Browse Projects

94% Complete

129 Total Pages 73 Contributing Members

A. Stelfox - Field Notes, Volume 7, 1935-1936

Is there something special about bees in the British Isles? Irish naturalist Arthur W. Stelfox was fascinated by them. In this seventh volume of his field notes, he travels to both east and west coasts of southern Ireland. Together with his daily record, he notes specimen names, date collected, sex, quantity, sometimes remarks on the weather, location and sometimes specific type of environment. It's worth noting that someone was checking his work. When "R.C.L.P" follows a specimen name, it signifies that D. R. C. L. Perkins, F.R.S. also saw and verified the entry. Please join us in transcribing this project. Your contributions make it more accessible to researchers.


84% Complete

117 Total Pages 26 Contributing Members

Alexander Wetmore - Arkansas and Texas, 1917-1918 : To investigate damage done by birds

What can I do to protect these crops? In 1917, farmers in southern Texas had already been through two dry seasons, impacting their rice harvests. Species like the red-winged blackbird (Agelaius phoeniceus) were making a further dent in the farmers' fields. They reached out to the United States Department of Agriculture and its Bureau of Biological Survey. Ornithologist Alexander Wetmore was sent to investigate and determine how the farmers might best address this threat in a environmentally-responsible way. Team up with other volunpeers to transcribe Wetmore's account of his investigations in Texas, and later Arkansas. Discover the scope of the problem and what were considered to be acceptable solutions at the beginning of the 20th century.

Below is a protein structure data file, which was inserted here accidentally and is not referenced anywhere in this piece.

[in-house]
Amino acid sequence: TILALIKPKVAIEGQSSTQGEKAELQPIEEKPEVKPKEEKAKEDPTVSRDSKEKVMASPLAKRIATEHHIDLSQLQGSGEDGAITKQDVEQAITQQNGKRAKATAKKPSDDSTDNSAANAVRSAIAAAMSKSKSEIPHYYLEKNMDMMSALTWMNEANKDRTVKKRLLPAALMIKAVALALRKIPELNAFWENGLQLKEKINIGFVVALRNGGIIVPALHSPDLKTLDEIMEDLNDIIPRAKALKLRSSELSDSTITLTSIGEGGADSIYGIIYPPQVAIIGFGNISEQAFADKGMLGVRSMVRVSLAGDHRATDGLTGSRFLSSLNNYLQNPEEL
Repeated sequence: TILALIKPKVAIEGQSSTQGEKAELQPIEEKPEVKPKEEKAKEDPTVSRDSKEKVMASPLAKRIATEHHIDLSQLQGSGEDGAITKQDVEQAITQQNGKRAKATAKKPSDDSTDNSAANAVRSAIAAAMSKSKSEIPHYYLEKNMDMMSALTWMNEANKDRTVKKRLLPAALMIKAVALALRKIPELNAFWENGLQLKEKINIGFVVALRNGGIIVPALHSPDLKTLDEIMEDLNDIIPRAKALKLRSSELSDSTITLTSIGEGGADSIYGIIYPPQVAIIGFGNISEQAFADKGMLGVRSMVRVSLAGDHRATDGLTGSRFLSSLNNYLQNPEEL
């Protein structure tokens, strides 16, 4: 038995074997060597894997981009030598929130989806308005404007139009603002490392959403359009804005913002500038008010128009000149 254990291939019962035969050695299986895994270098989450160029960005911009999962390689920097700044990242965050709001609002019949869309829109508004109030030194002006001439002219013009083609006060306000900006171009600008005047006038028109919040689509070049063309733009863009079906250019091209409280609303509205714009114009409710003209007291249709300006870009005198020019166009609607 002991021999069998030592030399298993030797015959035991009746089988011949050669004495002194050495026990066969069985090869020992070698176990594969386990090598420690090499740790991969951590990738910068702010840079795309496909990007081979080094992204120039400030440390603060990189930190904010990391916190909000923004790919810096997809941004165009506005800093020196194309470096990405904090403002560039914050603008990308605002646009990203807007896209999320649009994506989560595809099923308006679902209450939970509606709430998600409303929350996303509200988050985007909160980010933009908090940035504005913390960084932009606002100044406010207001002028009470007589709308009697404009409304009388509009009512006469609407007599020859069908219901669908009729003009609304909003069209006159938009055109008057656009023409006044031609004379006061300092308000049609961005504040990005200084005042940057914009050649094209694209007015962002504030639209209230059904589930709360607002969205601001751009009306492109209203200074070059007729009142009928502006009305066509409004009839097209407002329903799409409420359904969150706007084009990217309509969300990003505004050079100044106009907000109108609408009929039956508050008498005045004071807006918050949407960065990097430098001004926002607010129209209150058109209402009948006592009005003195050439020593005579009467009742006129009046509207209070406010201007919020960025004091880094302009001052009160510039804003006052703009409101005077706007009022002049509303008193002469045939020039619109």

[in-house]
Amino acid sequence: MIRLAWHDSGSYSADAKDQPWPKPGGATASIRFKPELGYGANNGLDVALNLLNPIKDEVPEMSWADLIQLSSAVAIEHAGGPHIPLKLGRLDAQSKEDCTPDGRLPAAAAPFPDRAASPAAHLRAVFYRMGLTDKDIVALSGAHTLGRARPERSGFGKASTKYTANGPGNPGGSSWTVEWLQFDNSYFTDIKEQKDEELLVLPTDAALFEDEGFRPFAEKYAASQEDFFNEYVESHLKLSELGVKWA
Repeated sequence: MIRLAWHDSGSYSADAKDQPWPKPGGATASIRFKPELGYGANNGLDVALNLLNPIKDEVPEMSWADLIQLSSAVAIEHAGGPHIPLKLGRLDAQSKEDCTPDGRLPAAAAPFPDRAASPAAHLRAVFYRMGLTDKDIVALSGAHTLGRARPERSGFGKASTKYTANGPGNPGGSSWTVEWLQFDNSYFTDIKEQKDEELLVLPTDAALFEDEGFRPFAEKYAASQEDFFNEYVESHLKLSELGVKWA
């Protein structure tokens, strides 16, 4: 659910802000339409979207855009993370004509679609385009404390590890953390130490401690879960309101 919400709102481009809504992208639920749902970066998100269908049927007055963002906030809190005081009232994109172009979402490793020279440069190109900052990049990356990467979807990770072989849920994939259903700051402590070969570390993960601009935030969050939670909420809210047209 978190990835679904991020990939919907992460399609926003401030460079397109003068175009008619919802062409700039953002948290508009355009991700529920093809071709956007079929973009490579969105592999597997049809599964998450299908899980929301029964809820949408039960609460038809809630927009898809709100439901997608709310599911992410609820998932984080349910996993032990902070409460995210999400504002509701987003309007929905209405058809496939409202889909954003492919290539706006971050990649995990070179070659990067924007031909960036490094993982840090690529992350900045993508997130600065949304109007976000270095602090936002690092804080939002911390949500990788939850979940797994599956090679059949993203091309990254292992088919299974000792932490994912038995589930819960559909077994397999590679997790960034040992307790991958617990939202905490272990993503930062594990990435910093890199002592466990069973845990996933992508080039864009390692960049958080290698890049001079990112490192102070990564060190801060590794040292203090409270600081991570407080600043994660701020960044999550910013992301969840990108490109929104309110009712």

19% Complete

114 Total Pages 19 Contributing Members

Alexander Wetmore - Western United States, 1918: Breeding waterfowl, field diaries

Following his time in southern Texas and Arkansas, ornithologist Alexander Wetmore moves on to spend four months, from late spring to the very end of summer, observing waterfowl breeding in the southwestern United States. Nonetheless, the contentious relationship between migrating birds and farmers through out the Southwest continues to crop up in his notes. This field diary includes wonderfully detailed descriptions and sketches of birds' mating rituals that Wetmore observed interspersed with terse notes about the farmers. One "wants government to send in soldiers to kill off ducks." Another farmer wants the privilege of doing it himself. This field diary proves to be a real transcription challenge because Wetmore's penciled notes are in some places both faint and smudged. Are you up to it? Join other stalwart #volunpeers in this effort.